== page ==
You work hard for your money. You’re saving and planning for a secure retirement. Now you need to make sure you’re going to get all the money you deserve. Regularly reviewing your Social Security earnings record can really pay off, especially when every dollar counts in retirement.
If an employer did not properly report just one year of your work earnings to us, your future benefit payments from Social Security could be close to $100 per month less than they should be. Over the course of a lifetime, that could cost you tens of thousands of dollars in retirement or other benefits to which you are entitled. Sooner is definitely better when it comes to identifying and reporting problems with your earnings record. As time passes, you may no longer have easy access to past tax documents, and some employers may no longer be in business or able to provide past payroll information.
It’s ultimately the responsibility of your employers — past and present — to provide accurate earnings information to Social Security so you get credit for the contributions you’ve made through payroll taxes. But you can inform us of any errors or omissions. You’re the only person who can look at your lifetime earnings record and verify that it’s complete and correct.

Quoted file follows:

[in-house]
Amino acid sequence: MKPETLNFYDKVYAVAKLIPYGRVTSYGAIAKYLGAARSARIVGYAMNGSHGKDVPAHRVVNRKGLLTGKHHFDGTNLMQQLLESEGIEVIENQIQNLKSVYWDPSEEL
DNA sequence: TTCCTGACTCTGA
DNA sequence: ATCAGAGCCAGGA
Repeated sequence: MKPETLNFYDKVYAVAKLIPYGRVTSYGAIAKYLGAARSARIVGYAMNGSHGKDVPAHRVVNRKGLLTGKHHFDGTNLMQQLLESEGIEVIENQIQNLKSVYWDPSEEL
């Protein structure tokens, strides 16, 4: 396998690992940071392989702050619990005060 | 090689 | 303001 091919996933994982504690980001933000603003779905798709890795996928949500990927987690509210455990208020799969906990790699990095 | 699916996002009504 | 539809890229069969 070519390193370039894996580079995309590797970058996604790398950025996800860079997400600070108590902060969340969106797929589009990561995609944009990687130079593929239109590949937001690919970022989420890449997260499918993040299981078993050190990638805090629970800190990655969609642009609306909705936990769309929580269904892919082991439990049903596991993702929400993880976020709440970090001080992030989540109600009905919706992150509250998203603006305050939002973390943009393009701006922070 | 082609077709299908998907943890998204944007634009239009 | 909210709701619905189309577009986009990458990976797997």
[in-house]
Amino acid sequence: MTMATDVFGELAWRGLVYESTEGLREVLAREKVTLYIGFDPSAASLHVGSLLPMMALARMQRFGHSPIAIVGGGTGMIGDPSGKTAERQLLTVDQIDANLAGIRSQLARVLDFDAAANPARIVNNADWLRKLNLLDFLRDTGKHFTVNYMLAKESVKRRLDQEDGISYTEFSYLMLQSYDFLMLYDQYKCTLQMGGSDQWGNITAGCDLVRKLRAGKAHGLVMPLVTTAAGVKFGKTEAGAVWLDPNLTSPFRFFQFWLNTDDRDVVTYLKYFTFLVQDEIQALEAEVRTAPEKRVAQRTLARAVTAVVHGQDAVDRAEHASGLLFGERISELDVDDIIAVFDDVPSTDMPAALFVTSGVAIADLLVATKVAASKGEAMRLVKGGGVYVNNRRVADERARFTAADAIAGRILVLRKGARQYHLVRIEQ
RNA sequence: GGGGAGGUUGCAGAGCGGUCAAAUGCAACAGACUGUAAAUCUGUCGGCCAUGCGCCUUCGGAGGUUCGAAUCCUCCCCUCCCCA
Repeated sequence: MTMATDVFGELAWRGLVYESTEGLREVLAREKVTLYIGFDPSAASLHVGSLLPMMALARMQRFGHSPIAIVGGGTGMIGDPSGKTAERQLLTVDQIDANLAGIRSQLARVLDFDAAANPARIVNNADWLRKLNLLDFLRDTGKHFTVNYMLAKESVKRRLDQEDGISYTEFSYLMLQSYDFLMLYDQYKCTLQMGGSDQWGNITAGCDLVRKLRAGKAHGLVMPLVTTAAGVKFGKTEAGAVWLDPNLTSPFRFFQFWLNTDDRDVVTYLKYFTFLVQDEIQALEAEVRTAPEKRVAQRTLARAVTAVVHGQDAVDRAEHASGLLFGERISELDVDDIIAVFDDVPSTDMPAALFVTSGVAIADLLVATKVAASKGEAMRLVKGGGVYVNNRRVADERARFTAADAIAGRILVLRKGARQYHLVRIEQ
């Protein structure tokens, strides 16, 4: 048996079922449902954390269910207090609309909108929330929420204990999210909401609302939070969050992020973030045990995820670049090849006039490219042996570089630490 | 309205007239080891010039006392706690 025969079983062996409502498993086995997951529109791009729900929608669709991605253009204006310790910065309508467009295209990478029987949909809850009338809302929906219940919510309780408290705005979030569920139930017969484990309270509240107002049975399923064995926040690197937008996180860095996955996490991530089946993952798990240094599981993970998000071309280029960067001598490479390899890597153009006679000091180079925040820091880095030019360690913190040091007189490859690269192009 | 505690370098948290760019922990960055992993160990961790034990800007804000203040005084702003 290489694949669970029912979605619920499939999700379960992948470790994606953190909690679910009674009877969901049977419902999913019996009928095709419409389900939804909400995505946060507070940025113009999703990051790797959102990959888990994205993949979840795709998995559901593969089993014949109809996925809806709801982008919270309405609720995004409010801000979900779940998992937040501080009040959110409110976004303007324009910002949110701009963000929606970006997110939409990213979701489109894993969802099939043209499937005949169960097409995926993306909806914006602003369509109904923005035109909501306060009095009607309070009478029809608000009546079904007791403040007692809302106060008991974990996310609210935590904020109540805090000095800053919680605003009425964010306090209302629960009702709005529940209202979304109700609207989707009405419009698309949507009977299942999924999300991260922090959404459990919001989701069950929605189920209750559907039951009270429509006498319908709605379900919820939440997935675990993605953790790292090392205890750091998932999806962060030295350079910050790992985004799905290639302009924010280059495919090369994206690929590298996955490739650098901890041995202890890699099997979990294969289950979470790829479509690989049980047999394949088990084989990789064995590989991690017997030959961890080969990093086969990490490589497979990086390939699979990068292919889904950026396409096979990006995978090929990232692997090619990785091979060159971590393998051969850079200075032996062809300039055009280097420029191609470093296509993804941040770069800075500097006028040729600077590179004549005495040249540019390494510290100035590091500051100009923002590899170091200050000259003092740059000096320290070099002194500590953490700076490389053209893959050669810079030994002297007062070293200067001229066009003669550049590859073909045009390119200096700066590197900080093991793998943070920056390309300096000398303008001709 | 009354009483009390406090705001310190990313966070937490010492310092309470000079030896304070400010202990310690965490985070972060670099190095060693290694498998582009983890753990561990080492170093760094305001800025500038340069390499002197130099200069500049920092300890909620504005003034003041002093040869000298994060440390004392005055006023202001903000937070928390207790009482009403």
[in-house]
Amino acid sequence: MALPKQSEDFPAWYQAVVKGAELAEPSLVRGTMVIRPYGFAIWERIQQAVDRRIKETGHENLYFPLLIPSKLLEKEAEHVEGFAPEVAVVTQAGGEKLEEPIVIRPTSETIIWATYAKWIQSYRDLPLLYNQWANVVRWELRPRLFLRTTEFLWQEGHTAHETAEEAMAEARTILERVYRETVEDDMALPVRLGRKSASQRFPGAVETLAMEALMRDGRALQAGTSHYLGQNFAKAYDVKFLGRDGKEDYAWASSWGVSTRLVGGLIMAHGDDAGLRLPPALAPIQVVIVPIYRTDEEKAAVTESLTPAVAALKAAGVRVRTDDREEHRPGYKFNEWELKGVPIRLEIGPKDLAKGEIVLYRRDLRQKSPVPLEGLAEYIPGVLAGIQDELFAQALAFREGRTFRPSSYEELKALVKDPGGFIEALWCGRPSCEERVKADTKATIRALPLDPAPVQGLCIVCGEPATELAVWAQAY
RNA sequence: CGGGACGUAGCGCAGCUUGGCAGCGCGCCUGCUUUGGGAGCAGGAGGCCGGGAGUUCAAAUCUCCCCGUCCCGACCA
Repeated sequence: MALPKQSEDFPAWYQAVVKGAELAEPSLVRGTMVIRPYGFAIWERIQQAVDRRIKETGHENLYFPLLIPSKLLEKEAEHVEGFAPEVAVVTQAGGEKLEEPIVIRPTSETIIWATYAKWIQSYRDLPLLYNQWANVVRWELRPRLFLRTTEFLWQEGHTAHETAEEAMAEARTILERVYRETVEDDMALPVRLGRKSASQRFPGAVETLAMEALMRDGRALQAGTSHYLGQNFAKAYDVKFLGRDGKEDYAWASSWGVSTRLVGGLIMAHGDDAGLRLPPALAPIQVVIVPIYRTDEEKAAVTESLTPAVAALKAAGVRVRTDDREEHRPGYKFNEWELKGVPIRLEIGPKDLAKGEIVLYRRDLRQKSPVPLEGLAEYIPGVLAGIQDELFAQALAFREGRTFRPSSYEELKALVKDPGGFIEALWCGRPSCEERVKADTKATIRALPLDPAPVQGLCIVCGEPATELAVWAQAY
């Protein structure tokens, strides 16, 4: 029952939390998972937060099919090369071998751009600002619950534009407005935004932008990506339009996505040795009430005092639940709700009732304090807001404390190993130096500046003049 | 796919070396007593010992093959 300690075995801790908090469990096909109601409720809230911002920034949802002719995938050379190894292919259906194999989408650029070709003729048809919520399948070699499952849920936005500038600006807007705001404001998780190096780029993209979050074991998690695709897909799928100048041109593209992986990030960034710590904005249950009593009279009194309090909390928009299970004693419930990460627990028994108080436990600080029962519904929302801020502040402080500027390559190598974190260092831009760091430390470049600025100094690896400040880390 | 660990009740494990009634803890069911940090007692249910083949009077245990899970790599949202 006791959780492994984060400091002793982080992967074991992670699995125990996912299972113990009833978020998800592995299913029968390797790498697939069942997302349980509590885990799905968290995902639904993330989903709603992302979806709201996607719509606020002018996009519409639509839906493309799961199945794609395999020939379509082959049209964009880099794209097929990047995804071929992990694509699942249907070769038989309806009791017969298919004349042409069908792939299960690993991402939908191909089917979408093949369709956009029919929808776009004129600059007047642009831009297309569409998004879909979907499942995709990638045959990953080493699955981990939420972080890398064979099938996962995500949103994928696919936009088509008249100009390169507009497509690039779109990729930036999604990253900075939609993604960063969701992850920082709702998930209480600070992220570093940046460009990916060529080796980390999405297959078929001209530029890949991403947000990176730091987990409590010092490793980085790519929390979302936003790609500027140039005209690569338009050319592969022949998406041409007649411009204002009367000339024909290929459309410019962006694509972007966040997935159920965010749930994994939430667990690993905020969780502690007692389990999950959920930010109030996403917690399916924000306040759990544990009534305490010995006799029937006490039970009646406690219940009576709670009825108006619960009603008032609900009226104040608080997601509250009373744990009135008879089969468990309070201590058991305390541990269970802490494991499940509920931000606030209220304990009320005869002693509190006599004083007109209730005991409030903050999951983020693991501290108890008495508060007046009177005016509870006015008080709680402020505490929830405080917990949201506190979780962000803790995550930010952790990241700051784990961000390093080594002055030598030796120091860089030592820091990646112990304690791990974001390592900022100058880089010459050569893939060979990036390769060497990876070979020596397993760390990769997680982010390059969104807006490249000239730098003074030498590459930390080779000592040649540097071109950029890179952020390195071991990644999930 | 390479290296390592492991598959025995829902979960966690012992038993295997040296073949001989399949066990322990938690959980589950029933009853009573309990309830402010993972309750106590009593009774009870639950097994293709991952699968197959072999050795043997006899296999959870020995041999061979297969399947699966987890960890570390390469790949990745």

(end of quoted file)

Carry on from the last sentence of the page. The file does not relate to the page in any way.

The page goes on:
So, what’s the easiest and most efficient way to validate your earnings record?
- Visit www.socialsecurity.gov/myaccount to set up or sign in to your own my Social Security account;
- Under the “My Home” tab, select “Earnings Record” to view your online Social Security Statement and taxed Social Security earnings;
- Carefully review each year of listed earnings and use your own records, such as W-2s and tax returns, to confirm them;
- Keep in mind that earnings from this year and last year may not be listed yet; and
- Notify us right away if you spot errors by calling 1-800-772-1213.
More detailed instructions on how to correct your Social Security earnings record can be found at www.socialsecurity.gov/pubs/EN-05-10081.pdf.
Securing today and tomorrow requires accuracy and diligence on our part and yours. You’ll be counting on Social Security when you reach retirement age. Make sure you’re getting every dollar you’ve earned. You can access us any time at www.socialsecurity.gov.